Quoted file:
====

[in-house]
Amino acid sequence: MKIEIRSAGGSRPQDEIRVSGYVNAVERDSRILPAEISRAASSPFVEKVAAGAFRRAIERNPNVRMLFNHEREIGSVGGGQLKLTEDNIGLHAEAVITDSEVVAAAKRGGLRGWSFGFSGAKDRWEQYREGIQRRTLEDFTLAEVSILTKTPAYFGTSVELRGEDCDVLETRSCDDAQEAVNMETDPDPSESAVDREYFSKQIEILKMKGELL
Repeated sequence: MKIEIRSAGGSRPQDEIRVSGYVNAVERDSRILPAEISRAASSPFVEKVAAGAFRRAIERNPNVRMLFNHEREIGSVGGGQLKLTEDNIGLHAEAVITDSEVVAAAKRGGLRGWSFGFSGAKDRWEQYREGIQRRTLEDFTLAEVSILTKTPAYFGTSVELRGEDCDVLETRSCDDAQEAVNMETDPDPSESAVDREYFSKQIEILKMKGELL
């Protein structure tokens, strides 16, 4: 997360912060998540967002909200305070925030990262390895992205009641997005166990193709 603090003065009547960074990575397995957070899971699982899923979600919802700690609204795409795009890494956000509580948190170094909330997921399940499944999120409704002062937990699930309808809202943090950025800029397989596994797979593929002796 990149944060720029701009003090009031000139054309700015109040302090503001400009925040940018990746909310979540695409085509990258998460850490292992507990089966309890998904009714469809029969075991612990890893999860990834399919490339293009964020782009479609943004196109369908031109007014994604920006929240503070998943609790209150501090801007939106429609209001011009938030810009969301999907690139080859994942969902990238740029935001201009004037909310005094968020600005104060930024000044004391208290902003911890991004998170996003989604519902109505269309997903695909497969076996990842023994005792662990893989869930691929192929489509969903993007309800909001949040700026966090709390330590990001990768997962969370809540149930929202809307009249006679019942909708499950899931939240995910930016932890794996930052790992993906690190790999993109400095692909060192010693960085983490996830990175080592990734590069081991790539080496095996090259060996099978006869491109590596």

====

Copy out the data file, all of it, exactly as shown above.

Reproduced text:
[in-house]
Amino acid sequence: MKIEIRSAGGSRPQDEIRVSGYVNAVERDSRILPAEISRAASSPFVEKVAAGAFRRAIERNPNVRMLFNHEREIGSVGGGQLKLTEDNIGLHAEAVITDSEVVAAAKRGGLRGWSFGFSGAKDRWEQYREGIQRRTLEDFTLAEVSILTKTPAYFGTSVELRGEDCDVLETRSCDDAQEAVNMETDPDPSESAVDREYFSKQIEILKMKGELL
Repeated sequence: MKIEIRSAGGSRPQDEIRVSGYVNAVERDSRILPAEISRAASSPFVEKVAAGAFRRAIERNPNVRMLFNHEREIGSVGGGQLKLTEDNIGLHAEAVITDSEVVAAAKRGGLRGWSFGFSGAKDRWEQYREGIQRRTLEDFTLAEVSILTKTPAYFGTSVELRGEDCDVLETRSCDDAQEAVNMETDPDPSESAVDREYFSKQIEILKMKGELL
């Protein structure tokens, strides 16, 4: 997360912060998540967002909200305070925030990262390895992205009641997005166990193709 603090003065009547960074990575397995957070899971699982899923979600919802700690609204795409795009890494956000509580948190170094909330997921399940499944999120409704002062937990699930309808809202943090950025800029397989596994797979593929002796 990149944060720029701009003090009031000139054309700015109040302090503001400009925040940018990746909310979540695409085509990258998460850490292992507990089966309890998904009714469809029969075991612990890893999860990834399919490339293009964020782009479609943004196109369908031109007014994604920006929240503070998943609790209150501090801007939106429609209001011009938030810009969301999907690139080859994942969902990238740029935001201009004037909310005094968020600005104060930024000044004391208290902003911890991004998170996003989604519902109505269309997903695909497969076996990842023994005792662990893989869930691929192929489509969903993007309800909001949040700026966090709390330590990001990768997962969370809540149930929202809307009249006679019942909708499950899931939240995910930016932890794996930052790992993906690190790999993109400095692909060192010693960085983490996830990175080592990734590069081991790539080496095996090259060996099978006869491109590596």